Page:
|Earrings and tights: Reitmans; Boots: Ecco; Dress clips, skirt, blazer, clutch, and top: vintage; Solitaire ring: heirloom; Right hand ring: Birks; Stackable rings: Etsy; Faux eternity band: boutique|
As I've said before, I actually feel that, for someone as femme as I am, such outfits only serve to highlight my femininity.
Kind of like standing beside Beau does. Though Beau's not really the "manliest" of men and could even be called a tad "fey," I feel much more womanly in my body and feminine in my mannerisms when I'm with him.
That's neither a good thing nor a bad thing. It's just a thing, a juxtaposition thing.
So on this day, masquerading just a little bit as a man, I headed downtown with Beau and did my little posey posey thing while we waited for my appointment with my hairdresser.
My city's alleys, if not exactly famous, are frequent stars of cheap television programs and movies pretending to be shot in New York City. You may never have been to my city. You may never have even heard of it. But I can guarantee that you've seen it masquerading as New York on the silver screen.
It is true that we do have some New Yorkish details and elements here.
But I've actually lived in NYC and I can assure you that this ain't it. Not even close.
For one thing, it's too clean. For another, it's never too crowded, even in our rapid transit system during rush hour. Mostly, it has way too much open space to be anything like New York. There are no canyons formed by the high, closely set, steep cliffs of architecture like there are in New York. I can actually breathe here, easily. I like that.
Not to mention our extraordinary ocean and mountain views around every corner.
I pay attention to nuances, details, and distinctions like that -- from the macro of architecture...
... to micro of jewelry design.
It is in such details that one can find a few shots that can pass for New York.
And it is in such details that an ostensibly feminine outfit of a skirt and a tight shirt that one can find a few things that can pass for masculine: note the tweed skirt, the tailored blazer, and the herringbone weave of these tights.
Though I am generally perceived as very feminine, I like to mix and mingle the masculine and feminine, in my appearance and, even more, in my attitudes and beliefs.
I don't believe that women are always naturally feminine, or that men are always naturally masculine. Instead, I think girls are raised and pressured to be feminine, and boys are raised and pressured to be masculine. I think such pressures are unnecessary and restrictive at best, and harmful and cruel at worst.
So I like to mess with people's notions of gender. I like to mix it up. I make a "conscious effort to mock or 'fuck with' traditional notions of gender identity, gender roles, and gender presentation which assume that one's identity, role and orientation is determined by one's" (wikipedia) biological sex.
My hope is that I'll mess with people's heads just enough that they'll start asking themselves important questions about whether or not gender really is natural after all.
Excuse my language, but the official term for that is "genderfuck," or, if you prefer, "gender bending." I'm a gender bender and I always have been, since I was a small child.
These distinctions between masculine and feminine, male and female, can be so important to people, it becomes almost comical. We have become so obsessed, we feel we must constantly enforce this false line between masculine/male and feminine/female. You know what I mean: it's the pink aisle in toy store; it's the pink and blue toothbrushes; it's the pink razor for the woman's legs and the blue razor for the man's face; it's the assertion that a marriage must only be between a man and a woman.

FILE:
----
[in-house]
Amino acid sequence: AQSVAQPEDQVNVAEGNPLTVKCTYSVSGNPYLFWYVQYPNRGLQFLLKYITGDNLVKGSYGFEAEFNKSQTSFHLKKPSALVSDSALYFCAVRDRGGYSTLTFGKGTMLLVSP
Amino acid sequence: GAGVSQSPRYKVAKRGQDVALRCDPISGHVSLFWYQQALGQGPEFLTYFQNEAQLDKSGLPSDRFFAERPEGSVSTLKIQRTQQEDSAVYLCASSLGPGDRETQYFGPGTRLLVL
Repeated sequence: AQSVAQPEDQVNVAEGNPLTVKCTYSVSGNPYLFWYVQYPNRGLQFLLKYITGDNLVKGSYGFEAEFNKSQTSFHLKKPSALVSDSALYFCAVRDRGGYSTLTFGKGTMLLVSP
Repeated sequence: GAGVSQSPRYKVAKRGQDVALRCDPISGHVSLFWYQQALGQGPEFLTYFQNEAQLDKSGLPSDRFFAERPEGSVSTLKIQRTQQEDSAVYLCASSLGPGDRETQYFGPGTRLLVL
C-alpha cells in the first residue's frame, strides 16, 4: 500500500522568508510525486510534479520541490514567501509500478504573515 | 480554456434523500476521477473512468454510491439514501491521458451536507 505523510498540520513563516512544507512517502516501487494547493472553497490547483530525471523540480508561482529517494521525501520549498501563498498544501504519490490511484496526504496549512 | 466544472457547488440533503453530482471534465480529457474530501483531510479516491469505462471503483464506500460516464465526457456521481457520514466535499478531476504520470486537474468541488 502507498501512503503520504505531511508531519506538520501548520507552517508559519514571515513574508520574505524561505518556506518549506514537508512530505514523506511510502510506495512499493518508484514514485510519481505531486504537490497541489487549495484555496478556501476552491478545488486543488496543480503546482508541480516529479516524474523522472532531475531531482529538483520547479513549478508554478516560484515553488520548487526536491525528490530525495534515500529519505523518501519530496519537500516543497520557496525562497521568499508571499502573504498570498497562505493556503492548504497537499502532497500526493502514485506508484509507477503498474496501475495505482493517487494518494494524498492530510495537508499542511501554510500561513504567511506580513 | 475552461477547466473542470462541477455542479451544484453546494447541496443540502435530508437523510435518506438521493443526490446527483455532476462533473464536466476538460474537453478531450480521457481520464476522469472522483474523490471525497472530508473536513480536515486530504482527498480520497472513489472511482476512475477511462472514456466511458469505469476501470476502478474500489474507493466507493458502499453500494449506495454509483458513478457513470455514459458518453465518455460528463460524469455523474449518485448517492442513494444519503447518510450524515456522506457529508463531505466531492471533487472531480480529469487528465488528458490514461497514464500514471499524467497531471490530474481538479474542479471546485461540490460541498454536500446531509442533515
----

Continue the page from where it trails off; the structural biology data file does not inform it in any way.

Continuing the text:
It's all contrary to actual human nature, which is just not that rigid.
I mean, really, what man ever actually poses like the guys in these ads? But they're ideal, urban and urbane men. They model an identity that many men feel they must strive to achieve.
Everywhere we turn -- in the cradle, in the family, at school, at work, in the media -- men and women are taught how to behave differently from one another. We're taught how to walk, how to hold our limbs, how to hold the very muscles of our faces.
We get pretty anxious about it all. What man hasn't felt anxious at some point that he's not measuring up as a man? What woman hasn't at some point felt anxious that she's not feminine enough?
As we try to get it "right," we end up practising in front of mirrors, carefully choosing our clothes, modulating the pitch of our voices, faking our interests... all as a kind of constant rehearsal or performance of masculinity or femininity. We all fail, at least some of the time.
People get very hung up on maintaining their femininity...
... or their masculinity.
Pose like this if you're a boy.
Pose like this if you're a girl.
In academia, we call all this "rehearsing masculinity." If gender (masculine or feminine) really were naturally associated with biological sex (male or female), would we have to work so hard to get it right? Would culture have to condemn gender rebels so much? Would parents have to "correct" their children's behaviour so much?
If it's so natural, why do have to practise, rehearse, and perform it?
|This is my pain face. I think of it as the authentic me. Funny how others see me as sunny and positive.|
It's too stressful to get all hung up on gender. So screw it. Fuck with gender!
Let's all stop being anxious, lighten up, and play with gender instead.
As for me, I'm buying Beau an engagement ring! Who says I can't?
So be whoever you really are.
A little bit butch.
And a little bit femme.
And a whole lot of exactly who you really are -- whoever that may be.
(I'm joining the dress-up fun at Visible Mondays at Not Dead Yet.)